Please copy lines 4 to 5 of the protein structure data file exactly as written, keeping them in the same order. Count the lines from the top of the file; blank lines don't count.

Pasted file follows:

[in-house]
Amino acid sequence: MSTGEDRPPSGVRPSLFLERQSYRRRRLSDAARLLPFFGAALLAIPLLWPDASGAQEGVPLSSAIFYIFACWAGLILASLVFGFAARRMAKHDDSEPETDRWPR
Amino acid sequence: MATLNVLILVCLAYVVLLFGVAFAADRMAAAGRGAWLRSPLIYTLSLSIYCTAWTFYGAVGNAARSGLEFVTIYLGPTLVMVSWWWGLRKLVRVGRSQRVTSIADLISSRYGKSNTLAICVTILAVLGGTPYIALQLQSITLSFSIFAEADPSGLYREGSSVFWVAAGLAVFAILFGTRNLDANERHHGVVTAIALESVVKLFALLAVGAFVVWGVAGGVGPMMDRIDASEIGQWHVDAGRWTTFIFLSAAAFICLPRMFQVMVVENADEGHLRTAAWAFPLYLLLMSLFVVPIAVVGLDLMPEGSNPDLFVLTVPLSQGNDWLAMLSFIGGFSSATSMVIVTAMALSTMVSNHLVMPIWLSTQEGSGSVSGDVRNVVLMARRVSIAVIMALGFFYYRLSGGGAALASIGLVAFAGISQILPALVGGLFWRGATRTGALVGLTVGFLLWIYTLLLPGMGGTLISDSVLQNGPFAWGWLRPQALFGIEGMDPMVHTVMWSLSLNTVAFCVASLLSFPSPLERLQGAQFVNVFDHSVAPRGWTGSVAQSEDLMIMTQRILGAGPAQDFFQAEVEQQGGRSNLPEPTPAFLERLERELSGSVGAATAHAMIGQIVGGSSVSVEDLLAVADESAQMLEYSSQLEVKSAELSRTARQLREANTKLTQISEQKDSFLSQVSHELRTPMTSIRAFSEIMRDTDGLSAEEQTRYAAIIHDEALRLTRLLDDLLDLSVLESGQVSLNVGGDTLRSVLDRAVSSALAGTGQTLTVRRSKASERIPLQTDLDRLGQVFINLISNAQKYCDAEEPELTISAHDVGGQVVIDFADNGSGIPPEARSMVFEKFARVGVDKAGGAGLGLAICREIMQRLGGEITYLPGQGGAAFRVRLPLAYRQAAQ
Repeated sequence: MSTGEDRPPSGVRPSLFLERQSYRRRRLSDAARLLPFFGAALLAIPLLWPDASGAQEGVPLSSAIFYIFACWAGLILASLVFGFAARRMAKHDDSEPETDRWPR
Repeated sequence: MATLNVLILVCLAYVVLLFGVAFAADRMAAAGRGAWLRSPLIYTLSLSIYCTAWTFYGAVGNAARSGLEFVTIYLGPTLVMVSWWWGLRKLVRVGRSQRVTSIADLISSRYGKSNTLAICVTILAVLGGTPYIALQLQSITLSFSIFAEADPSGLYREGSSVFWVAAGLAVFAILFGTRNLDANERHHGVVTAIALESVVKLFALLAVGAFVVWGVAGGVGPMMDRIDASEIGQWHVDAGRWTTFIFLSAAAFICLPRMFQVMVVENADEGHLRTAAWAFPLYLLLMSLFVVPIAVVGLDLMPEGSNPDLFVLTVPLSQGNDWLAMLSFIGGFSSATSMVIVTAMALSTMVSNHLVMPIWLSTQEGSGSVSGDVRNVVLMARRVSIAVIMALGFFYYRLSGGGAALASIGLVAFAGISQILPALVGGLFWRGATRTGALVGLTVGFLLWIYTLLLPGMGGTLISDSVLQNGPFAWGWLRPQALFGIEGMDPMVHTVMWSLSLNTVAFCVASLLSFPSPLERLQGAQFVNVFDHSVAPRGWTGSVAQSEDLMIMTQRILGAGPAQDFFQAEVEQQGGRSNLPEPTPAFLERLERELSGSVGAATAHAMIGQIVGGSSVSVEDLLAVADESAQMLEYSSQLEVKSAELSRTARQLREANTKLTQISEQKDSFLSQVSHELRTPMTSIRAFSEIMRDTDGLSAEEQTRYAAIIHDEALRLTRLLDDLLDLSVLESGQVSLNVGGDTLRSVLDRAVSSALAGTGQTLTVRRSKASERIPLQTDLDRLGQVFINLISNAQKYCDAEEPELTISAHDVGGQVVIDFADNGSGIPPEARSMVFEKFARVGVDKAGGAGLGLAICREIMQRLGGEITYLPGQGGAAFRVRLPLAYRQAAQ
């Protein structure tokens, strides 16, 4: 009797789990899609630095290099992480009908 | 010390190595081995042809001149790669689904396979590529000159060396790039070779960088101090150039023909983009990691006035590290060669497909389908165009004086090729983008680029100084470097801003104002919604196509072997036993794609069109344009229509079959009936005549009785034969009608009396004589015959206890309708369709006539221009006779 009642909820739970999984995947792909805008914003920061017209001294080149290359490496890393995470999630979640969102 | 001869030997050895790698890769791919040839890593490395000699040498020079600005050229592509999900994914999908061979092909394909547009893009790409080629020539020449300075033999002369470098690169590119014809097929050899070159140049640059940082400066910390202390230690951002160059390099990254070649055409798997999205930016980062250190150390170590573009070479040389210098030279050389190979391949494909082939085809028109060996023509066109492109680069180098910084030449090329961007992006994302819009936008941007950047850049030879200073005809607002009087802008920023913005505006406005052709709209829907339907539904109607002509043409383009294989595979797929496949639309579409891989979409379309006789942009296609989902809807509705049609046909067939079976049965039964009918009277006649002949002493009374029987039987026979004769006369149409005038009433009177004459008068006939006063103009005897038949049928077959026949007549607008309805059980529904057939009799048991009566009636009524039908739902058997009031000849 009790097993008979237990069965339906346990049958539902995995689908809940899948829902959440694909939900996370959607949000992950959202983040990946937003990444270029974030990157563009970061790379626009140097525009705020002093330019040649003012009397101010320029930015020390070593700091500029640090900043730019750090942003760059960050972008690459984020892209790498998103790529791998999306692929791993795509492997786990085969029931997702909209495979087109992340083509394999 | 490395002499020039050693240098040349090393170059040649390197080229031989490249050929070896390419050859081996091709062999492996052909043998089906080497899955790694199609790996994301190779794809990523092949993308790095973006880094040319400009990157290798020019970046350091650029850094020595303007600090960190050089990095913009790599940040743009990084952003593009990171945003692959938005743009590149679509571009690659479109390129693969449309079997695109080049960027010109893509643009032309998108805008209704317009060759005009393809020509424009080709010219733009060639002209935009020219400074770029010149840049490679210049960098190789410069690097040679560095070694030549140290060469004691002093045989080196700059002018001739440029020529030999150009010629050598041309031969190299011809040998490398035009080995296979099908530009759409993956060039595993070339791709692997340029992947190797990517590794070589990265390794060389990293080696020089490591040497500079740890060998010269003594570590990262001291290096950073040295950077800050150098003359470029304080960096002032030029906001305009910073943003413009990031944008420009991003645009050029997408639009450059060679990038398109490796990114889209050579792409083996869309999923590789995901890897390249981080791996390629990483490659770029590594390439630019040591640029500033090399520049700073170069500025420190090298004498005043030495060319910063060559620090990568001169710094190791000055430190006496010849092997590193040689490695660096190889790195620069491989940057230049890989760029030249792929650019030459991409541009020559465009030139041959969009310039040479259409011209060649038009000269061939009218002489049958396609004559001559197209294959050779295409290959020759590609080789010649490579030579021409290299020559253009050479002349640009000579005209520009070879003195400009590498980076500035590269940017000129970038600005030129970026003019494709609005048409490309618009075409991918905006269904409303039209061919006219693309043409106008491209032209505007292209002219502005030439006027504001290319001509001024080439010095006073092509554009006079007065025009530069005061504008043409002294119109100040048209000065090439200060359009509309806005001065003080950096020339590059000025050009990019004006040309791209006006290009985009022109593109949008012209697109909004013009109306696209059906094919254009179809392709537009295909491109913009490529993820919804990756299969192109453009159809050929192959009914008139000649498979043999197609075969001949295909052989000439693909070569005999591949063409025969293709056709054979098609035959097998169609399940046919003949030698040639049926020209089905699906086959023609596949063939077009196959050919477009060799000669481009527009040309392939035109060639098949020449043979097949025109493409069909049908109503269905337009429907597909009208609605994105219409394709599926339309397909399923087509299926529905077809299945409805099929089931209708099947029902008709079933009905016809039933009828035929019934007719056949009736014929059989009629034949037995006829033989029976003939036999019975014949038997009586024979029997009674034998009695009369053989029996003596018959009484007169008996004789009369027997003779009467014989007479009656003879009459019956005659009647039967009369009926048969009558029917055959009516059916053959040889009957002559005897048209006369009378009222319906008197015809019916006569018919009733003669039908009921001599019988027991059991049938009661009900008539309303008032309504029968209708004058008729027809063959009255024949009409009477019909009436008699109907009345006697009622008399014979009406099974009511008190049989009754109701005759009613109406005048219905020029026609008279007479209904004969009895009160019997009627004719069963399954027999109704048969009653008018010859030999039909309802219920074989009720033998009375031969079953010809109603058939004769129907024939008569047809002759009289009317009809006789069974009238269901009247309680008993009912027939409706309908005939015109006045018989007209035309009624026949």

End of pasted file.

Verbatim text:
Repeated sequence: MSTGEDRPPSGVRPSLFLERQSYRRRRLSDAARLLPFFGAALLAIPLLWPDASGAQEGVPLSSAIFYIFACWAGLILASLVFGFAARRMAKHDDSEPETDRWPR
Repeated sequence: MATLNVLILVCLAYVVLLFGVAFAADRMAAAGRGAWLRSPLIYTLSLSIYCTAWTFYGAVGNAARSGLEFVTIYLGPTLVMVSWWWGLRKLVRVGRSQRVTSIADLISSRYGKSNTLAICVTILAVLGGTPYIALQLQSITLSFSIFAEADPSGLYREGSSVFWVAAGLAVFAILFGTRNLDANERHHGVVTAIALESVVKLFALLAVGAFVVWGVAGGVGPMMDRIDASEIGQWHVDAGRWTTFIFLSAAAFICLPRMFQVMVVENADEGHLRTAAWAFPLYLLLMSLFVVPIAVVGLDLMPEGSNPDLFVLTVPLSQGNDWLAMLSFIGGFSSATSMVIVTAMALSTMVSNHLVMPIWLSTQEGSGSVSGDVRNVVLMARRVSIAVIMALGFFYYRLSGGGAALASIGLVAFAGISQILPALVGGLFWRGATRTGALVGLTVGFLLWIYTLLLPGMGGTLISDSVLQNGPFAWGWLRPQALFGIEGMDPMVHTVMWSLSLNTVAFCVASLLSFPSPLERLQGAQFVNVFDHSVAPRGWTGSVAQSEDLMIMTQRILGAGPAQDFFQAEVEQQGGRSNLPEPTPAFLERLERELSGSVGAATAHAMIGQIVGGSSVSVEDLLAVADESAQMLEYSSQLEVKSAELSRTARQLREANTKLTQISEQKDSFLSQVSHELRTPMTSIRAFSEIMRDTDGLSAEEQTRYAAIIHDEALRLTRLLDDLLDLSVLESGQVSLNVGGDTLRSVLDRAVSSALAGTGQTLTVRRSKASERIPLQTDLDRLGQVFINLISNAQKYCDAEEPELTISAHDVGGQVVIDFADNGSGIPPEARSMVFEKFARVGVDKAGGAGLGLAICREIMQRLGGEITYLPGQGGAAFRVRLPLAYRQAAQ